Transportation of F-111C A8-132

A8-132 a retired Royal Australian Air Force F-111C has just ended a four day road trip which began on Monday 8th August 2011 at Amberley RAAF Base in Queensland. The aircraft passed through several regional towns in Queensland, New South Wales, Victoria and South Australia before ending its journey at the Edinburgh RAAF Base. The aircraft had its wings and tail fin removed for the journey.

F-111’s were in service until the fleet was retired in December 2010 after 37 years of operation. A8-132 is to be on display at Edinburgh as of next year. A historic aircraft in its own right due to its extensive use as a flight trials aircraft by ARDU (Aircraft Research & Development Unit) at Edinburgh between 1979 and 1998. A8-132 was conceivably the most important F-111 in the fleet as it was used in the role in clearing new weapons for use.

30+ major trials were conducted by ARDU using A8-132. After its last trial in 1998 the F-111 A8-132 returned to the fleet to resume duties as a strike aircraft. The colour scheme of white lower surfaces and a camouflage upper surface provided contrast images when testing release of weapons during its time with ARDU.

A8-132 was the 8th aircraft from the production line destined for the RAAF in Australia. It arrived on 27th July 1973 and its last flight was on 24th May 2010 with over 4900 hours on the clock.

A8-132 will be reassembled over the coming weeks and will be placed on public display next year.



Photos by D2


RAAF F-111 A8-132 Returns to Edinburgh

Photos by D2



Article by David Hales using information supplied by Defence Public Relations.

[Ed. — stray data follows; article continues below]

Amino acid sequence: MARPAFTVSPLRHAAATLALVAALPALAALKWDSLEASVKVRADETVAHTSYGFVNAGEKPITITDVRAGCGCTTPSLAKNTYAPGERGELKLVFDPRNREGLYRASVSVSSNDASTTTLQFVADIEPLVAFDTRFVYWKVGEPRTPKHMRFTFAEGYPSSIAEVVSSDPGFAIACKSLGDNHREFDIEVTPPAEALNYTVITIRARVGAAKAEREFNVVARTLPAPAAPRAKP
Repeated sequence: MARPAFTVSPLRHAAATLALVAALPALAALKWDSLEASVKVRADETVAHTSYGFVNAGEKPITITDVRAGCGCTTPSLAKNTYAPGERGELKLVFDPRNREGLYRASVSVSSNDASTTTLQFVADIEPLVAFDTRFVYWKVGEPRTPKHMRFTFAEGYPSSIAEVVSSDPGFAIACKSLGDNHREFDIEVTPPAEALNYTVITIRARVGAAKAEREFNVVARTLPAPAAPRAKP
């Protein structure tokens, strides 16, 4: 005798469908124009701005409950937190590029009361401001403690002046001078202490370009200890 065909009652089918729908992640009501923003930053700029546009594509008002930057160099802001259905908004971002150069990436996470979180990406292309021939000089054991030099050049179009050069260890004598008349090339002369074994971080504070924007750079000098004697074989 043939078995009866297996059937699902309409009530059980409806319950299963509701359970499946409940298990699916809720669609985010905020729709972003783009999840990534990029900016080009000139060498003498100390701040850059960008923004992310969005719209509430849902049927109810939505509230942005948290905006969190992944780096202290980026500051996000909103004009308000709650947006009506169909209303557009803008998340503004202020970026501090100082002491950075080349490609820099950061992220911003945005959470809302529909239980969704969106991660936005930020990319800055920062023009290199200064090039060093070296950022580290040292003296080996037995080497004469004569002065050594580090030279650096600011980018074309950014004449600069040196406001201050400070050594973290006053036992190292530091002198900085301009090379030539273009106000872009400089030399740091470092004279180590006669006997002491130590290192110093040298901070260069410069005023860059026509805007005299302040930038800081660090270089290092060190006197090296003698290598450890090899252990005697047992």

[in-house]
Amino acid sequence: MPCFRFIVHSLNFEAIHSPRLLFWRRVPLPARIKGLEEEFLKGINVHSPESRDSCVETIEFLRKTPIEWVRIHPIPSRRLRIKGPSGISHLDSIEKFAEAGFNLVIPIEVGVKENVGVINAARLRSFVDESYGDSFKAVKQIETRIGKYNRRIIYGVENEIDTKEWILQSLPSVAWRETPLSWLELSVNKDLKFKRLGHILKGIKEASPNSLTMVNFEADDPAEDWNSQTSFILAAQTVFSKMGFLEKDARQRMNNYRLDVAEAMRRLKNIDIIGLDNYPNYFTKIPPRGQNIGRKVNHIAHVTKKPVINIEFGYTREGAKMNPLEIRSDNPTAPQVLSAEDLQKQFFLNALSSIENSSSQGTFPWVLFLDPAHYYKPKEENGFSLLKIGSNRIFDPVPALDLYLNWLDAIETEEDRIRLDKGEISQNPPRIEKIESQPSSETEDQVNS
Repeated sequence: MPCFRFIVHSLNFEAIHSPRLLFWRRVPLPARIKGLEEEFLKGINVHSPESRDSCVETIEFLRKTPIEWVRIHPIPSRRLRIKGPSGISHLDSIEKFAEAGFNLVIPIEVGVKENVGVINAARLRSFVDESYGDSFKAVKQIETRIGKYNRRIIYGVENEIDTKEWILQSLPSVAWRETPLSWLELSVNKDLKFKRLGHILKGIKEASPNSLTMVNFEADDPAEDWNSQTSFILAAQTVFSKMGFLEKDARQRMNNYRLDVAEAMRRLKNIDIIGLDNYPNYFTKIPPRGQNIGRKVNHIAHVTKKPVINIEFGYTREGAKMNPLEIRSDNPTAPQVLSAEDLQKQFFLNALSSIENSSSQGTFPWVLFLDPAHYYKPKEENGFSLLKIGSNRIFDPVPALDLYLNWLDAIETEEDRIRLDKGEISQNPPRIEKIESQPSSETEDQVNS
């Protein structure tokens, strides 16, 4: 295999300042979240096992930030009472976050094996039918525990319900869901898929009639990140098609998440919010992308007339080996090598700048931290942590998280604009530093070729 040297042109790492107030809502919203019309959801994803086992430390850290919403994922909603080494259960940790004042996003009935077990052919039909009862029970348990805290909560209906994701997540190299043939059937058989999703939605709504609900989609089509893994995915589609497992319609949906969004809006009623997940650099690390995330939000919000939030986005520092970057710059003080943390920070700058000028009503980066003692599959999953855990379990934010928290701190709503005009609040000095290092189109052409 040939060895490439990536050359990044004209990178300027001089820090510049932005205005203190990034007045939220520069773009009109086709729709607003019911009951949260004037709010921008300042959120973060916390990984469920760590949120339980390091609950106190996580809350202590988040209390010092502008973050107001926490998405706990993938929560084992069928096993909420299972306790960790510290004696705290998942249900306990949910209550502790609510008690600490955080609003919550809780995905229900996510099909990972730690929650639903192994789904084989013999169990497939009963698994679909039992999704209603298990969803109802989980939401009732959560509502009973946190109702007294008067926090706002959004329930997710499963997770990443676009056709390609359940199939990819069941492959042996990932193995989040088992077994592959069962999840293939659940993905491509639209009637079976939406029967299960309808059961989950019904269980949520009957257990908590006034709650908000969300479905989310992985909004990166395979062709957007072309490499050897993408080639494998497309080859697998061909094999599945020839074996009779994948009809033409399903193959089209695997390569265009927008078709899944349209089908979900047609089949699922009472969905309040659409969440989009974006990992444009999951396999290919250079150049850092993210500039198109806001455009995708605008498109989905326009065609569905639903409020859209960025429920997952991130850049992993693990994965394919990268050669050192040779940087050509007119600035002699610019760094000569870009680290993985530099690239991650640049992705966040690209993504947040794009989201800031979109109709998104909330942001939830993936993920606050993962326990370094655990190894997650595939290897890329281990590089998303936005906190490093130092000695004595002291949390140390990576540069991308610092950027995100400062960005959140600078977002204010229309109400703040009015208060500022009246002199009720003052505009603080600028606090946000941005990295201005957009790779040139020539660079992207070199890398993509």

Greenock Aviation Museum

Greenock Aviation Museum

Location: Greenock, South Australia

Time Frame: 20th May 2011

A special thanks to:

  • Lincoln Nitschke
5DME recently visited Lincoln Nitschke’s Greenock Aviation Museum. We were greeted by Lincoln on arrival and after a short chat were off touring the museum. 


Lincoln’s interest in avaition began in his teenage years. Learning to fly and subsequently being endorsed on several aircraft. During his early flying career visiting airfields abroad was common. At one field there were aircraft lining the sides of the runway. He could have started his collection then. However, it was not until later that the interest in collecting was started.


THE MUSEUMThe museum which is located north of Adelaide approximately 3 kilometres along the Kapunda Road out of Greenock is host to a Camberra Bomber, a P51 Mustang, many static displays, photographs, pictures and a collection of over 1400 1/72 scale models.

Visitors can browse at their own pace and Lincoln is a rich source of information about the displays and aviation history.



Groups tours are welcomed and a barbeque can be arranged for groups of 20 or more. (conditions apply)



There is a museum Gift Shop with books and memorabilia. Local cottage industry produce and craftwork from the Barossa region is also available.


MUSEUM HOURS (as advertised on our visit of 29th May 2011)

Wednesday – Sunday, 10am – 4pm

Corner of the Kapunda Road and Nitschke Road (approx. 3kms north of Greenock)

Adults $5, Children $2 (under 16)

Clubs and groups: adults $4, children $1 (under 16)

Barbeque costs: Adults $6, children $3 (under 16)

Afternoon tea: $3 for adults.


NOTE: Please visit the museum’s web site to confirm pricing and opening hours.